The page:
Being My Father’s Daughter

“Want to go to the bookstore, Heather?”

Growing up, it was a question that only my father could ever ask me, though truthfully speaking, he could have asked me to go anywhere with him and I would have immediately been on board. “YES!!” My unofficial uniform of the 1990s, LA Gear sneakers and a windbreaker, would be on within minutes and then I’d be standing by the back door of our house ecstatic to go on the journey.

Saturday mornings back then meant going out with my Dad to our favorite bookstore together. He would drive us there in his convertible with the top down and my favorite cassette blaring to a deafening point: Eurythmics’ Greatest Hits. I knew all of the lyrics by heart and so did he. Together, we would sing every song out loud as the wind whipped my hair so badly around it’d look like a bird’s nest by the time we arrived in the parking lot. But this did not matter to my father who often proclaimed me to be his “VLG” which stood for “Very Lovely Girl”, a phrase he still continues to use today.

We’d sit at the bookstore for hours, reading blissfully into the later hours of the afternoon and sometimes the late evening. Nobody ever understood the importance of books in my family like my Dad. He would feed my need to read and leave me alone to drift off into these other worlds that only books could provide. He knew a lot of things about me like that.

My father is a self-professed “man for all seasons” who in so many ways is larger than life to me. He has lived lives that I don’t know much about. He has a law degree, but has such a passion for topics outside of law that he could have easily been a political commentator on Meet the Press, a writer for Saturday Night Live or had a hand in working with luxury real estate. When he was my age, he had lived in Paris, Amsterdam and Germany. Hands down, he has one of the funniest senses of humor I know and loves to try out his jokes on me – “the audience”, as I am also affectionately known – as because I laugh at just about everything he says. He listen to any kind of music genre once and loves traveling and exploring the land of a city on foot.

I am my father’s daughter, through and through, and it is impossible for me to imagine not being one. The relationship I have with him is one that we have both decided goes beyond just family ties. It’s true friendship. It’s love at arm’s length. The kind of love where you are just a slight reach away from being there, but with just enough distance and space to keep from getting too close. There are very few people in the world that place as much pressure on me to succeed and do well as my father does. I push myself on a daily basis to make my family proud, but my Dad especially because his disappointment in me would ultimately lead to my own disappointment in myself. Maybe you can say it’s a case of doing better next time, but why not strive to do well in the moment you’ve got? Like today. You could be everything you dreamed of today and nothing like what you wanted tomorrow. What you do today could revolutionize a world for someone else entirely that could shape their entire future.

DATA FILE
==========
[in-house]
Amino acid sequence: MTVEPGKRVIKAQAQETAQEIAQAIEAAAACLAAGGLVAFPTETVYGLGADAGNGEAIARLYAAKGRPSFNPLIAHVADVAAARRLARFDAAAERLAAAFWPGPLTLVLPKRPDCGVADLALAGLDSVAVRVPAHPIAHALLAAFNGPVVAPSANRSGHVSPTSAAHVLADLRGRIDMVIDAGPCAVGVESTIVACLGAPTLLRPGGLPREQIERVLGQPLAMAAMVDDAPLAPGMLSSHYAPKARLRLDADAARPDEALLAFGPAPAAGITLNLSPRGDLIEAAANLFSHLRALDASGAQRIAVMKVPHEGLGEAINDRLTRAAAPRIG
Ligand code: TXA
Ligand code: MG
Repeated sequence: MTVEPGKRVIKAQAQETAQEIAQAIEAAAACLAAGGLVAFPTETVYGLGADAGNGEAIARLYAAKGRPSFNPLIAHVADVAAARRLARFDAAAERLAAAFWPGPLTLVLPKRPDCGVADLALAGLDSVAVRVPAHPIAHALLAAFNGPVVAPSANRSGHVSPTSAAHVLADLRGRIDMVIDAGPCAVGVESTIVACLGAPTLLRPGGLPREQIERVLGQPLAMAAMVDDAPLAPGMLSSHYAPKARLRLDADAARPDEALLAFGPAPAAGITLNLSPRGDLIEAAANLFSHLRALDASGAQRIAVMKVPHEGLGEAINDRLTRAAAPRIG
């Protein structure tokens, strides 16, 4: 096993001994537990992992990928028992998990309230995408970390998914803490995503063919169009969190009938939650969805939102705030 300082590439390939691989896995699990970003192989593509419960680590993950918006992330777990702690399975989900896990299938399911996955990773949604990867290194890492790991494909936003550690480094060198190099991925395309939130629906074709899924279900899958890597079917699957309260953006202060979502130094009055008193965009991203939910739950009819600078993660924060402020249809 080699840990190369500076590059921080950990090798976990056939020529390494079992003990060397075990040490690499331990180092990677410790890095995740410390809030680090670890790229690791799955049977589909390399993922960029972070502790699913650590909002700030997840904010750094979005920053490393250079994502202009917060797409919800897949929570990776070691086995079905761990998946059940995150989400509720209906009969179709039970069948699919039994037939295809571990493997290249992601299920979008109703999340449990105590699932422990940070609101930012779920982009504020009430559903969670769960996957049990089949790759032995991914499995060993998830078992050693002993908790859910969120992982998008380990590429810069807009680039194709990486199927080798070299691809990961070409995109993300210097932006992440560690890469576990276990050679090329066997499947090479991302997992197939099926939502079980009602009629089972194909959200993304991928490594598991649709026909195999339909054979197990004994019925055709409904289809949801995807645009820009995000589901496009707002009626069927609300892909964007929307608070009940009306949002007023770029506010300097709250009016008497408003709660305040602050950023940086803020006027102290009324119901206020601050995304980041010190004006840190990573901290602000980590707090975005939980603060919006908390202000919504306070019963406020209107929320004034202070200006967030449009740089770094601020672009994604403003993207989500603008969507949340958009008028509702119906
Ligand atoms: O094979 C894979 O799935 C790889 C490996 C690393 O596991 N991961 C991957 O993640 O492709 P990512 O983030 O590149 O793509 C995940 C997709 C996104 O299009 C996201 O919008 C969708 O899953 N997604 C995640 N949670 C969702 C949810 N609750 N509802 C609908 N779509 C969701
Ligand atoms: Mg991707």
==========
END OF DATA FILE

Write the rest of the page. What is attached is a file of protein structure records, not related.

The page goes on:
My Dad knows I am my own person. He has never tried to push me into becoming a person I am not either, though there were times where it was suggested I try something out to see if I liked it or not. Sometimes I do and sometimes I don’t. But I do try. His suggestions never fall on deaf ears, even if he thinks that his daughter might be too cool for school to listen. I read all of the news articles he mails to me, quietly Google whatever movie he’s talking about to me that I don’t know about while I’m on the phone with him and even have a book on my dresser that he suggested I read about four years ago that has long been one of my favorite memoirs around.

There is an episode of The Simpsons (one of our favorite shows to watch together) where Lisa gets a moment to look into her future at a Renaissance Fair and sees herself as being a very accomplished young college student who is getting married to a handsome British guy, Hugh Parkfield. Her family continues to be an embarrassment and their acts of welcoming Hugh to the family end on poor notes. Homer gives Hugh a set of cuff links to wear at the wedding that have been passed down in his family for years and Hugh accepts until he sees that the cuff links are little fat pigs. Disgusted, he refuses to wear the cuff links and Homer’s feelings are hurt. Lisa confronts Hugh to see why he won’t wear the cuff links and he confesses that once they move to London he doesn’t plan on seeing them again and neither will Lisa. And even though her family is far from perfect, Lisa still loves them and refuses to marry Hugh. By the end of the episode when they’re back in the present and Lisa and Homer go walking off together talking about how he ate a record number of fudge, tears are rolling down my face. Sometimes I feel like that episode was written just for me.

No matter just how old I get, whom I might one day marry, or how much of an embarrassment  something silly it can be at the time, there’s just no way I’ll ever give up the relationship I have with my father for something else if it means compromising what we’ve got together. It all falls down in comparison.

A VLG for life, that’s me.